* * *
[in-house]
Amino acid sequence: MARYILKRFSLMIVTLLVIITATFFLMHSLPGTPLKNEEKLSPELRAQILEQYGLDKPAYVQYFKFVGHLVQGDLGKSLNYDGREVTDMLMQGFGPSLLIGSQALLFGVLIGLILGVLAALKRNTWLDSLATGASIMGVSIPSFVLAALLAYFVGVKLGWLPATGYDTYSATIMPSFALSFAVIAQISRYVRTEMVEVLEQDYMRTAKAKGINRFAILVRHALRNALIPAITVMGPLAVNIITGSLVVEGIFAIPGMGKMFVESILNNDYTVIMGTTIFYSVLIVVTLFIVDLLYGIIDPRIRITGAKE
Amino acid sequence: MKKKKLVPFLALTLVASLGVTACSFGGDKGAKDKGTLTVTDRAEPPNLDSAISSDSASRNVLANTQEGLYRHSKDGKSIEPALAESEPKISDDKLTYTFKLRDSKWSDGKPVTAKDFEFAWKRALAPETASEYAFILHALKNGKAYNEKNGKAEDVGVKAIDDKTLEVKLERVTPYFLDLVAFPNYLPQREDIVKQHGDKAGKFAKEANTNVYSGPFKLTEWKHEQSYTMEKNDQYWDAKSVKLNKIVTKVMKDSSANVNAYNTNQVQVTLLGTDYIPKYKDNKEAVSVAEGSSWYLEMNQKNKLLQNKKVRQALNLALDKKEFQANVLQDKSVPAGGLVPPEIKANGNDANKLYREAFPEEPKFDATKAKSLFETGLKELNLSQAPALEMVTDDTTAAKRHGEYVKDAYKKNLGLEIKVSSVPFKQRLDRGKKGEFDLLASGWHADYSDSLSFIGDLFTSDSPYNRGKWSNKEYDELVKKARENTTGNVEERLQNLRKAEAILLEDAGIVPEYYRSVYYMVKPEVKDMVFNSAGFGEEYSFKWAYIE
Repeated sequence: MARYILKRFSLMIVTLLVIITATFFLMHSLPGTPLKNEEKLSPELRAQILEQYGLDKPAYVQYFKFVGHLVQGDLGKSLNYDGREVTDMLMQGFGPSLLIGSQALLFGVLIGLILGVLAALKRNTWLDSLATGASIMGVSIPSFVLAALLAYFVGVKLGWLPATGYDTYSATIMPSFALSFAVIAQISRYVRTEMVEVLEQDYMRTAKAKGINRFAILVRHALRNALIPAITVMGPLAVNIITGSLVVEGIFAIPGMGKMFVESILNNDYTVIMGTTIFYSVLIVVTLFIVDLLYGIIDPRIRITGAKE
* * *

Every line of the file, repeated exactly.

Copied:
[in-house]
Amino acid sequence: MARYILKRFSLMIVTLLVIITATFFLMHSLPGTPLKNEEKLSPELRAQILEQYGLDKPAYVQYFKFVGHLVQGDLGKSLNYDGREVTDMLMQGFGPSLLIGSQALLFGVLIGLILGVLAALKRNTWLDSLATGASIMGVSIPSFVLAALLAYFVGVKLGWLPATGYDTYSATIMPSFALSFAVIAQISRYVRTEMVEVLEQDYMRTAKAKGINRFAILVRHALRNALIPAITVMGPLAVNIITGSLVVEGIFAIPGMGKMFVESILNNDYTVIMGTTIFYSVLIVVTLFIVDLLYGIIDPRIRITGAKE
Amino acid sequence: MKKKKLVPFLALTLVASLGVTACSFGGDKGAKDKGTLTVTDRAEPPNLDSAISSDSASRNVLANTQEGLYRHSKDGKSIEPALAESEPKISDDKLTYTFKLRDSKWSDGKPVTAKDFEFAWKRALAPETASEYAFILHALKNGKAYNEKNGKAEDVGVKAIDDKTLEVKLERVTPYFLDLVAFPNYLPQREDIVKQHGDKAGKFAKEANTNVYSGPFKLTEWKHEQSYTMEKNDQYWDAKSVKLNKIVTKVMKDSSANVNAYNTNQVQVTLLGTDYIPKYKDNKEAVSVAEGSSWYLEMNQKNKLLQNKKVRQALNLALDKKEFQANVLQDKSVPAGGLVPPEIKANGNDANKLYREAFPEEPKFDATKAKSLFETGLKELNLSQAPALEMVTDDTTAAKRHGEYVKDAYKKNLGLEIKVSSVPFKQRLDRGKKGEFDLLASGWHADYSDSLSFIGDLFTSDSPYNRGKWSNKEYDELVKKARENTTGNVEERLQNLRKAEAILLEDAGIVPEYYRSVYYMVKPEVKDMVFNSAGFGEEYSFKWAYIE
Repeated sequence: MARYILKRFSLMIVTLLVIITATFFLMHSLPGTPLKNEEKLSPELRAQILEQYGLDKPAYVQYFKFVGHLVQGDLGKSLNYDGREVTDMLMQGFGPSLLIGSQALLFGVLIGLILGVLAALKRNTWLDSLATGASIMGVSIPSFVLAALLAYFVGVKLGWLPATGYDTYSATIMPSFALSFAVIAQISRYVRTEMVEVLEQDYMRTAKAKGINRFAILVRHALRNALIPAITVMGPLAVNIITGSLVVEGIFAIPGMGKMFVESILNNDYTVIMGTTIFYSVLIVVTLFIVDLLYGIIDPRIRITGAKE